Predicting Human Visuomotor Behavior in a Driving Task (#359)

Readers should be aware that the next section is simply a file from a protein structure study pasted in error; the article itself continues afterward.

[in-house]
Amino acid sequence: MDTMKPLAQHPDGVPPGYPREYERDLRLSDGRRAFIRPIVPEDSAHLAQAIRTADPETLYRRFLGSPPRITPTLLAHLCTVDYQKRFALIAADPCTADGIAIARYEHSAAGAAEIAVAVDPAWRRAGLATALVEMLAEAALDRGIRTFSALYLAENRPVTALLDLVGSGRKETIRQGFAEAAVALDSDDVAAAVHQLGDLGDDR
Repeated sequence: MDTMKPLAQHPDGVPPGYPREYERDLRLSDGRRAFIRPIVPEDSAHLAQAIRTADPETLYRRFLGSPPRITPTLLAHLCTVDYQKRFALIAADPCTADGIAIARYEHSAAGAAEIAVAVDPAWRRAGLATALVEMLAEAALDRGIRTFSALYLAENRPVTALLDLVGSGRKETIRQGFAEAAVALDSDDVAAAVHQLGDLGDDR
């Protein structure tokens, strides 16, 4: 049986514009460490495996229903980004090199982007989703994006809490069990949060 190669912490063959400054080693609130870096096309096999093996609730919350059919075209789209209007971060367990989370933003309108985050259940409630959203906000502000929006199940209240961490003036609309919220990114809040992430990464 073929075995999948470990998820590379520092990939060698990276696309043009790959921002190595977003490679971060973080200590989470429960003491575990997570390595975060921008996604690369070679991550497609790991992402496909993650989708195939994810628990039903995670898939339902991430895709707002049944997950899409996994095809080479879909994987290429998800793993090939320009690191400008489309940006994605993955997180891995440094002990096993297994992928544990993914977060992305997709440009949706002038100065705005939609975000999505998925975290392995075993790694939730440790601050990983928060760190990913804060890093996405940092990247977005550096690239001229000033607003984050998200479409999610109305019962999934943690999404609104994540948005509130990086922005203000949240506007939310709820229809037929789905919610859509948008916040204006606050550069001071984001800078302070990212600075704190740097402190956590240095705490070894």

The sequential deployment of gaze to regions of interest is an integral part of human visual function. Owing to its central importance, decades of research have focused on predicting gaze locations, but there has been relatively little formal attempt to predict the temporal aspects of gaze deployment in natural multi-tasking situations. We study this problem by decomposing complex visual driving behaviour into individual task modules that each require independent sources of visual information for control, in order to model human gaze deployment on different task-relevant objects. This setting allows the characterization of moment by moment gaze selection as a competition between active modules. To mediate this competition, we introduce a multi-particle barrier model for gaze selection that combines two key elements for each module: a priority parameter that represents task importance per module, and noise estimates that allow each module to represent uncertainty about its state of task-relevant visual information. The net effect is that each module attempts to reduce the reward-weighted uncertainty in its visual state information. Comparisons with human gaze data gathered in the virtual driving environment show that the model is capable of steering the vehicle and its gaze selection statistics very closely approximate human performance.
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